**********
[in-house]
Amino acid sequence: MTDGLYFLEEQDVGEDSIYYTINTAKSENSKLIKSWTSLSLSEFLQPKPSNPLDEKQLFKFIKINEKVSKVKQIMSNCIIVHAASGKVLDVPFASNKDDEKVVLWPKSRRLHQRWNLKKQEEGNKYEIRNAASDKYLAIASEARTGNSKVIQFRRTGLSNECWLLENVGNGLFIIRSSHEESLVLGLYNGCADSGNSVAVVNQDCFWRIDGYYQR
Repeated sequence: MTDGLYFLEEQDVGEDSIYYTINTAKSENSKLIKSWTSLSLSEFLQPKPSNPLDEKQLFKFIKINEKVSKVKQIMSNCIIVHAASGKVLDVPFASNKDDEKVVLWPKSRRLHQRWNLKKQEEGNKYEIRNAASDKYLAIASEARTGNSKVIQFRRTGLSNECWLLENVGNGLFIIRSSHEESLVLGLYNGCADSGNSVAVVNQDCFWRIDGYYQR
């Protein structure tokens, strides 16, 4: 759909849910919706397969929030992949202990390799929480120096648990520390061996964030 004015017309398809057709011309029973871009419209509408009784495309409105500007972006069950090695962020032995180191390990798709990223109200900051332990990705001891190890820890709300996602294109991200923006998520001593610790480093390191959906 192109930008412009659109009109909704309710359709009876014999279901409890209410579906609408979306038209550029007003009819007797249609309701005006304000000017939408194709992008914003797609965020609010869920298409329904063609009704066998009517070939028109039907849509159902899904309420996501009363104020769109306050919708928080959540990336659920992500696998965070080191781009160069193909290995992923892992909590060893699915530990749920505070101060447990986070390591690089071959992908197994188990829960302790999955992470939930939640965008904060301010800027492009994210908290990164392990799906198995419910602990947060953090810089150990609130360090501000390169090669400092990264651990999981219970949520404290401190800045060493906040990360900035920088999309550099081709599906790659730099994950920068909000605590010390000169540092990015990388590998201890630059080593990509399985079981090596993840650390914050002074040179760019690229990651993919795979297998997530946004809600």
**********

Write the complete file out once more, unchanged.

[in-house]
Amino acid sequence: MTDGLYFLEEQDVGEDSIYYTINTAKSENSKLIKSWTSLSLSEFLQPKPSNPLDEKQLFKFIKINEKVSKVKQIMSNCIIVHAASGKVLDVPFASNKDDEKVVLWPKSRRLHQRWNLKKQEEGNKYEIRNAASDKYLAIASEARTGNSKVIQFRRTGLSNECWLLENVGNGLFIIRSSHEESLVLGLYNGCADSGNSVAVVNQDCFWRIDGYYQR
Repeated sequence: MTDGLYFLEEQDVGEDSIYYTINTAKSENSKLIKSWTSLSLSEFLQPKPSNPLDEKQLFKFIKINEKVSKVKQIMSNCIIVHAASGKVLDVPFASNKDDEKVVLWPKSRRLHQRWNLKKQEEGNKYEIRNAASDKYLAIASEARTGNSKVIQFRRTGLSNECWLLENVGNGLFIIRSSHEESLVLGLYNGCADSGNSVAVVNQDCFWRIDGYYQR
């Protein structure tokens, strides 16, 4: 759909849910919706397969929030992949202990390799929480120096648990520390061996964030 004015017309398809057709011309029973871009419209509408009784495309409105500007972006069950090695962020032995180191390990798709990223109200900051332990990705001891190890820890709300996602294109991200923006998520001593610790480093390191959906 192109930008412009659109009109909704309710359709009876014999279901409890209410579906609408979306038209550029007003009819007797249609309701005006304000000017939408194709992008914003797609965020609010869920298409329904063609009704066998009517070939028109039907849509159902899904309420996501009363104020769109306050919708928080959540990336659920992500696998965070080191781009160069193909290995992923892992909590060893699915530990749920505070101060447990986070390591690089071959992908197994188990829960302790999955992470939930939640965008904060301010800027492009994210908290990164392990799906198995419910602990947060953090810089150990609130360090501000390169090669400092990264651990999981219970949520404290401190800045060493906040990360900035920088999309550099081709599906790659730099994950920068909000605590010390000169540092990015990388590998201890630059080593990509399985079981090596993840650390914050002074040179760019690229990651993919795979297998997530946004809600």